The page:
Exercises After Hip Replacement

The rehabilitation process after total hip replacement surgery begins early in the postoperative period. Most people start physical therapy the day after their surgery while they are still in the hospital. Early therapeutic exercises help you regain and improve strength around your operative hip and can help you quickly regain normal function. Therapy also helps you learn to walk on your new hip joint.

So what exercises should be done early on in the rehab process? Are there exercises that your physical therapist (PT) may prescribe to you while you are still in the hospital?

A woman standing during physical therapy
Javier Larrea / Getty Images

Yes. Starting exercises in the hospital after a total hip replacement is an important first step on the road to recovery. Your PT may prescribe exercises similar to the ones described here. Be sure to check in with your healthcare provider before starting any exercises after your total hip replacement.

Heel Slides

Heel slides strengthen the quadriceps muscles at the hip and the hamstring muscles at the knee. Your hip flexor muscles in the front of your hip joint are also active during heel slides, and the motion helps to keep blood flowing, possibly lowering the risk of developing a deep vein thrombosis.

Here is how you perform the heel slide exercise:

  • Sit with your legs straight out in front of you.
  • Begin by sliding your heel toward your buttocks by bending your knee. Keep your heel on the ground during this motion.
  • Once your knee is fully bent, rest a moment.
  • Slowly straighten your knee and slide your leg back to the starting position.
  • Relax and repeat 10 more times.

The heel slide exercise can be done several times each day. Be sure to stop if you feel any worsening pain.


Click Play to Learn More About Hip Replacement Exercises to Avoid

This video has been medically reviewed by Oluseun Olufade, MD.

Straight Leg Raises

Straight leg raises help to strengthen your hip flexor muscles and your quadriceps muscles.

Perform the exercise as follows:

  • Lie on your back on a flat surface.
  • Bend the knee of your non-surgical leg to a 90-degree angle, and keep your foot flat on the surface. Keep your surgical leg straight without the knee bent.
  • Tighten your quadriceps muscle on the front of your straight leg. Keep it tight the entire exercise.
  • Slowly lift the surgical leg six inches off the floor (by contracting the front thigh muscles). Hold for five seconds.
  • Slowly lower your leg to the floor.
  • Relax and repeat 10 more times.

Straight leg raises can be altered to strengthen your glute muscles by performing the exercise on your side or stomach. Check with your PT to be sure you are doing them safely.

Gluteal Sets

Gluteal sets are easy exercises that help strengthen the gluteal muscles of the hip. Strong gluteal muscles help in hip extension as well as stabilization of the joint. Gluteal sets also help to keep blood flowing.

Perform as follows:

  • Lie on your back with your knees bent at a 10 to 15-degree angle.
  • Squeeze your buttock muscles together as if you are holding in flatulence.
  • Hold for five seconds.
  • Relax.
  • Repeat 10 more times.
  • Perform three sets of 10, three times a day.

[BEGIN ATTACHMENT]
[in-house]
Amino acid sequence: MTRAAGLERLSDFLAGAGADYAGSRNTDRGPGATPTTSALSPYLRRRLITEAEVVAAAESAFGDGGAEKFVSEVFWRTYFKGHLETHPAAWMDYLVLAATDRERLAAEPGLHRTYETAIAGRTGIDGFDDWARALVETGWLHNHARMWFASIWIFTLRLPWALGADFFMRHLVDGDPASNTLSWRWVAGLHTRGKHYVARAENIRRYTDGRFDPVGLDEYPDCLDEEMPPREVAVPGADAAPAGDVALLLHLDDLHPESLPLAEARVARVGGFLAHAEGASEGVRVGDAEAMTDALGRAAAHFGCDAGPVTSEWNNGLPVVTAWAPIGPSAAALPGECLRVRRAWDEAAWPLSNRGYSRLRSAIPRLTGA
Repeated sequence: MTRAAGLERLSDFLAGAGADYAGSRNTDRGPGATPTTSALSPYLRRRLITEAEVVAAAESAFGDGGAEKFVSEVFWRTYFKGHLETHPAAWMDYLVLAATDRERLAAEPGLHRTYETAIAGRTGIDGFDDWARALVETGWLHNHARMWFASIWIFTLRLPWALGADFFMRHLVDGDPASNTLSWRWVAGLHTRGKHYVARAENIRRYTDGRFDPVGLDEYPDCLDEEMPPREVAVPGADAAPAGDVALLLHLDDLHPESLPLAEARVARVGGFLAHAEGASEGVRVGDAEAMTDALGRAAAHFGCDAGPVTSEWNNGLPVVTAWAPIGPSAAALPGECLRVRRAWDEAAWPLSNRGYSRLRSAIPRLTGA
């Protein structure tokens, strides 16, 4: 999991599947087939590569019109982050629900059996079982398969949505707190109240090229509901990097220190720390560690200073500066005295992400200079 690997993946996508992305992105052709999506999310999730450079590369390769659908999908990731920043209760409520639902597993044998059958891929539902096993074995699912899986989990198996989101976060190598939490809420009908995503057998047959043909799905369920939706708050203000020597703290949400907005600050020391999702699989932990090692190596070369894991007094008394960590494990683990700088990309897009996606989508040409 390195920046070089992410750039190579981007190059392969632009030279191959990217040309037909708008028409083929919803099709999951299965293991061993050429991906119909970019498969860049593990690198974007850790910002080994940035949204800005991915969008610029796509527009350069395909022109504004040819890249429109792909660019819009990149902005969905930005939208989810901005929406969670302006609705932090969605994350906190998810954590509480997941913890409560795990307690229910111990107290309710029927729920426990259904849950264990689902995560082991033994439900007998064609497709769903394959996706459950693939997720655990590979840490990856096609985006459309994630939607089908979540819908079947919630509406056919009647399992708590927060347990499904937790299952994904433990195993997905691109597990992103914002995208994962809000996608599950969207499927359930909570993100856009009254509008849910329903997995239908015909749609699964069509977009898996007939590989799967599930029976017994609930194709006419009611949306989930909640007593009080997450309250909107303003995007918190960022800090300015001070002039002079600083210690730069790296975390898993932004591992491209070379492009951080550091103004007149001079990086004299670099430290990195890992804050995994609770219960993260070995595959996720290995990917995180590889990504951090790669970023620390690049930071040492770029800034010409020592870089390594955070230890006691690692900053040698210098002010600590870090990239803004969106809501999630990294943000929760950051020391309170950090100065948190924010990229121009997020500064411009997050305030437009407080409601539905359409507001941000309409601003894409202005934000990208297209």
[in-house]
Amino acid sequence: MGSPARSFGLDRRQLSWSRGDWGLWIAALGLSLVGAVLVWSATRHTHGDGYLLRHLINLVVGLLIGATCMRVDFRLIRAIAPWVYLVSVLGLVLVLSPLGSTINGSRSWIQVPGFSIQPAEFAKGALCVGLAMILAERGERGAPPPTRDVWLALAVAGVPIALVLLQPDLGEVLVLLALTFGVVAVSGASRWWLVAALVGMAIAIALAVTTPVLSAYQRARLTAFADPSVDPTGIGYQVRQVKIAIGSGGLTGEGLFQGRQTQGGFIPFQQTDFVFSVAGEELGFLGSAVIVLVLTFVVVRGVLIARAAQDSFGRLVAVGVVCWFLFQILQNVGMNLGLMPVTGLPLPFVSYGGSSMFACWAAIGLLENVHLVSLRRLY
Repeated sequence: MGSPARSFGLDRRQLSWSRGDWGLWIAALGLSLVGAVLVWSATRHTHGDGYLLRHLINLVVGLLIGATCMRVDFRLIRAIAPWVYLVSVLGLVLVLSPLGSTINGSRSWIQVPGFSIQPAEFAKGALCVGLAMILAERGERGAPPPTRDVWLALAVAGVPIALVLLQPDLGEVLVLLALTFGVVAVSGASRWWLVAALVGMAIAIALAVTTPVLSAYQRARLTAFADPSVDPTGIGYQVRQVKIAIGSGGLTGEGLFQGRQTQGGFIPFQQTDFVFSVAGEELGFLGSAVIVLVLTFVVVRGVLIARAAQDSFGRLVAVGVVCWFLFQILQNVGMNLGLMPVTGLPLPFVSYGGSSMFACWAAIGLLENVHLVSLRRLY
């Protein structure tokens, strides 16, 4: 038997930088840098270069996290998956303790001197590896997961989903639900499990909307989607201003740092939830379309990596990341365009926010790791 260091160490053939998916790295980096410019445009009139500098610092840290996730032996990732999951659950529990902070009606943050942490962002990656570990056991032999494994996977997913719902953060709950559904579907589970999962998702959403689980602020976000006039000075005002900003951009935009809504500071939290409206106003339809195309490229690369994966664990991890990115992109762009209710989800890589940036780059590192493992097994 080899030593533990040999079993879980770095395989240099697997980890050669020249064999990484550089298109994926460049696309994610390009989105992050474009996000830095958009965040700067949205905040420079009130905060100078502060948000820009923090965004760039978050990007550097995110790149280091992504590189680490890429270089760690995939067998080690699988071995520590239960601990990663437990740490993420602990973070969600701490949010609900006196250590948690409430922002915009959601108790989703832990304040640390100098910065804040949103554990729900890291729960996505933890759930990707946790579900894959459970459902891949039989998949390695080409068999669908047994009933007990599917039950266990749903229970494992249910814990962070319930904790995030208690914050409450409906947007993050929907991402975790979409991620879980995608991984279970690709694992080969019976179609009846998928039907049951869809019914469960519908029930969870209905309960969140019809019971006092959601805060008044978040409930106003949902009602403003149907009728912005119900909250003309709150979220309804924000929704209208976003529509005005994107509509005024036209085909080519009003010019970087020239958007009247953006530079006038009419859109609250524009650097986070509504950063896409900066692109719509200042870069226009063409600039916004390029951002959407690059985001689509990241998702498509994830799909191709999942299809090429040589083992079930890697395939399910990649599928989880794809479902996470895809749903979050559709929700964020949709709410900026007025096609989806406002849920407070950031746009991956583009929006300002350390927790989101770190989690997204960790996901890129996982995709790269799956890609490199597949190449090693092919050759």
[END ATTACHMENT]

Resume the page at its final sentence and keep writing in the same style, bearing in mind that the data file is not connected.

A Word From Verywell

After a total hip replacement, you may be having difficulty moving around and using your leg normally. Starting exercises early is usually safe, and it can be an important component in your early post-op rehab program.

When considering post-operative exercises, keep in mind that some orthopedic surgeons place activity restrictions on patients after surgery. These restrictions help to protect your healing hip joint. Always adhere to the guidelines that you are given. Your healthcare provider and physical therapist can help you understand your hip precautions.

Frequently Asked Questions

  • What movements should you avoid after hip replacement?

    Your movements will be limited in the immediate aftermath of hip replacement surgery. To minimize the risk of dislocation you should avoid certain motions for a while after the surgery.

    Do not flex your hip past 90 degrees. This includes bending over too far from the waist or lifting your knee higher than your hip. 

    Do not cross your legs or twist your thigh inward from your hip, also known as internal rotation, for several weeks or months after surgery.

    Sleeping on your stomach or side should also be avoided until your hip replacement heals.

  • Are there any permanent restrictions after hip replacement?

    Not necessarily. Thanks to newer hip-replacement technology, many people no longer have any permanent restrictions after hip replacement surgery. However, high-impact activities like running are not recommended.

  • Can you do squats after a hip replacement?

    Maybe someday, but not for a long time and lots of physical therapy. Squats can put a lot of stress and pressure on the hip joint. Using an improper form or squatting too deeply can harm your new joint.

    If performing squats again is an important goal for you, talk to your physical therapist. They can help you make a recovery plan to work toward your goals safely.

2 Sources
Verywell Health uses only high-quality sources, including peer-reviewed studies, to support the facts within our articles. Read our editorial process to learn more about how we fact-check and keep our content accurate, reliable, and trustworthy.
  1. Arthritis-health - Knowledge from Veritas. Total hip replacement surgery recovery.

  2. OrthoInfo from the American Academy of Orthopaedic Surgeons. Total hip replacement exercise guide.

By Laura Inverarity, DO
 Laura Inverarity, PT, DO, is a current board-certified anesthesiologist and former physical therapist.